Co-culturing of the Hepatocytes with the Endothelial and Stellate Cells within Decellularized Scaffolds by Sodium Lauryl Ester Sulfate- Approach to Tissue Constructs for Future Transplantation

Laleh Talebi, Tahereh Talaei-Khozani, Zahra Khodabandeh, Maryam Vasaghi-Gharamaleki, Zahra Vojdani Vojdani, Fatemeh Masjedi


Background: Liver transplantation is the gold standard treatment for end-stage liver failure, but the scarcity of organ donors is the main limiting factor for performing liver transplant surgery.

Objective: The objective was to evaluate hepatocytes’ phenotype and functionalities after co-culturing with endothelial (HUVEC) and stellate cells (LX2) in the decellularized liver.

Methods: The livers were decellularized with 1% sodium lauryl ester sulfate (SLES). Cell removal and preservation of extracellular matrix (ECM) ultrastructure were studied by staining, scanning electron, and Raman confocal microscopy. The cell viability was evaluated by MTT, and the functions of cells were assessed on a decellularized scaffold with/without co-culturing with HUVEC and LX2 cell lines. The results were then compared to cells with the same condition on collagen scaffolds.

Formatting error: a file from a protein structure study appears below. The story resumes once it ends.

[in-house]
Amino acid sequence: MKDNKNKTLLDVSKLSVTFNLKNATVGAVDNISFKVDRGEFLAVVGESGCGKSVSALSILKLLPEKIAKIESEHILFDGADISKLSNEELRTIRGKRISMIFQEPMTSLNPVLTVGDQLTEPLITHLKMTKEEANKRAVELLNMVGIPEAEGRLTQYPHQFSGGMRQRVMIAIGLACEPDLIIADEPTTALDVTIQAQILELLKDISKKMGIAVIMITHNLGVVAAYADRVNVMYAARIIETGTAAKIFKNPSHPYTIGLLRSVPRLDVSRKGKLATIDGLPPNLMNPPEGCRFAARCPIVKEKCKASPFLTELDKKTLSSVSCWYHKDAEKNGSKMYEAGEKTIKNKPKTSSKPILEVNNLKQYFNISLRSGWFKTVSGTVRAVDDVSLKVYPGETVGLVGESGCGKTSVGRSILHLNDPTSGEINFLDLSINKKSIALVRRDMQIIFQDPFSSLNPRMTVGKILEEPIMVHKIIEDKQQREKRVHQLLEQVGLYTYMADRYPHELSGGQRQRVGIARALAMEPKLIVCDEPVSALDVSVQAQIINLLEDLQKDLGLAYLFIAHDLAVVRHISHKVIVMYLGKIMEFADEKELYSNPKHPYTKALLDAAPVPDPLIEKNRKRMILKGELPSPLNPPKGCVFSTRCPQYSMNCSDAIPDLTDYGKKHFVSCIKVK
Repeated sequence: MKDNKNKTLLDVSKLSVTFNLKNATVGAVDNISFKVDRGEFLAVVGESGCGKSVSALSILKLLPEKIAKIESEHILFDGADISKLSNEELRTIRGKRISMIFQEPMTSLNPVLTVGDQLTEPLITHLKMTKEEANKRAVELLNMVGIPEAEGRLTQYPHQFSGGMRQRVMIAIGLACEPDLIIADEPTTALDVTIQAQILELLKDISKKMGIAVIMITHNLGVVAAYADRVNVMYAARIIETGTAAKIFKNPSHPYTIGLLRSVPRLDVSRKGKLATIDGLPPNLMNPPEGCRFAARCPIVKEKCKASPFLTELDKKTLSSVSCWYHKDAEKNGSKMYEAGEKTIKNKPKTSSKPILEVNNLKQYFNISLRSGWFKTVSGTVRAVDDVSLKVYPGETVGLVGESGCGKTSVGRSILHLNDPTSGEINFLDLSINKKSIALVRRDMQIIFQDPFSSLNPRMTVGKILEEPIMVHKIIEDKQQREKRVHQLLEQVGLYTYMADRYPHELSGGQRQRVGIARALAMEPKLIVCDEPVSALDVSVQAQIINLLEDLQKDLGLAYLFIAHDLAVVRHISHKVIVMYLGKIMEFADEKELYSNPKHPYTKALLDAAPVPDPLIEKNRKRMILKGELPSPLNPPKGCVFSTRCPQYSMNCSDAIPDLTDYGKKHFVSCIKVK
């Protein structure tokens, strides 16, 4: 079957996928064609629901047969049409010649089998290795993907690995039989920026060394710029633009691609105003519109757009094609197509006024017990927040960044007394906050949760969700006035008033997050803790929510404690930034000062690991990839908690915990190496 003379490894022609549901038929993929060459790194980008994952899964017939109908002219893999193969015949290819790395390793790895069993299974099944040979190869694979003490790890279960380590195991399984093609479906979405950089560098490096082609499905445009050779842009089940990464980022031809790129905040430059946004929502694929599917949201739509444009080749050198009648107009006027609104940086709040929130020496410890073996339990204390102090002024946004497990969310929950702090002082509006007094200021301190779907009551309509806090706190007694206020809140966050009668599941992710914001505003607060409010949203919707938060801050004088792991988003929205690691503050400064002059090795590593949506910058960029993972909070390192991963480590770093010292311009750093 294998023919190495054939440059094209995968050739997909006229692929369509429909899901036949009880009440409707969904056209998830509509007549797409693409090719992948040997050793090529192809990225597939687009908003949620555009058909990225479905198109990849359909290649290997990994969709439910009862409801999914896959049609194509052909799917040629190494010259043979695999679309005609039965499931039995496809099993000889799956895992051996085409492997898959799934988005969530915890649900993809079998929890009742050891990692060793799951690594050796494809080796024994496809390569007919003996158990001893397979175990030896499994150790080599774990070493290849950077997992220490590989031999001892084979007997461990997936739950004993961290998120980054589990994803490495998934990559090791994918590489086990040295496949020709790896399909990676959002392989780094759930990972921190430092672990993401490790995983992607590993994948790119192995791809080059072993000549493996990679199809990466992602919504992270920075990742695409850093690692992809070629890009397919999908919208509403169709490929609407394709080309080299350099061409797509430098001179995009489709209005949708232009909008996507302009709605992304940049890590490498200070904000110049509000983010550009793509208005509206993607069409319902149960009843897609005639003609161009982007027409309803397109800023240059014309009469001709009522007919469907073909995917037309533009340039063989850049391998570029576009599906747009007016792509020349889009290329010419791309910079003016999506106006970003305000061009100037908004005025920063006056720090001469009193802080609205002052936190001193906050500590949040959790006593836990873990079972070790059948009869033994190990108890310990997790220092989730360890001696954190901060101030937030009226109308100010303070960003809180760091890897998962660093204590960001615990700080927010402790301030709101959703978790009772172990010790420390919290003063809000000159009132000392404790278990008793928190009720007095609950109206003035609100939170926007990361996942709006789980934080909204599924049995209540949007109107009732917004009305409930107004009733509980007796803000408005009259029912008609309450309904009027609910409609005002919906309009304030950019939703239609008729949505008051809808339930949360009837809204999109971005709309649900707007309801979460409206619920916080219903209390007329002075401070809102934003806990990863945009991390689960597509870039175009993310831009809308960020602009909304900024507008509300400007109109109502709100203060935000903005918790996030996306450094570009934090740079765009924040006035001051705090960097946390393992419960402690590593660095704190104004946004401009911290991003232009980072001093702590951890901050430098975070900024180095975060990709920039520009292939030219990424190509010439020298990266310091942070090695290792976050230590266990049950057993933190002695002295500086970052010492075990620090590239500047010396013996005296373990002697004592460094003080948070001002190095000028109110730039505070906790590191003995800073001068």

Results: The data confirmed that SLES prevented the destruction of the liver ECM ultrastructure along with nuclear material removal. Raman spectra confirmed DNA and cell debris removal. The decellularized liver was suitable for cell survival, but the proliferation rate was lower than those cultured in collagen. The tests showed that the function of individual cells on the decellularized scaffold was better than that in collagen scaffolds. Co-culturing with HUVEC and LX2 cell lines did not improve hepatocyte functions.

Conclusion: As a biocompatible scaffold, co-culturing hepatocytes with endothelial and stellate cells within the decellularized liver improved liver-specific functions.


Liver, Organoid, Decellularization, Collagen, Hepatocyte, Scaffold

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 pISSN: 2008-6482
 eISSN: 2008-6490


Creative Commons LicenseThis work is licensed under a Creative Commons Attribution-NonCommercial-ShareAlike 4.0 International License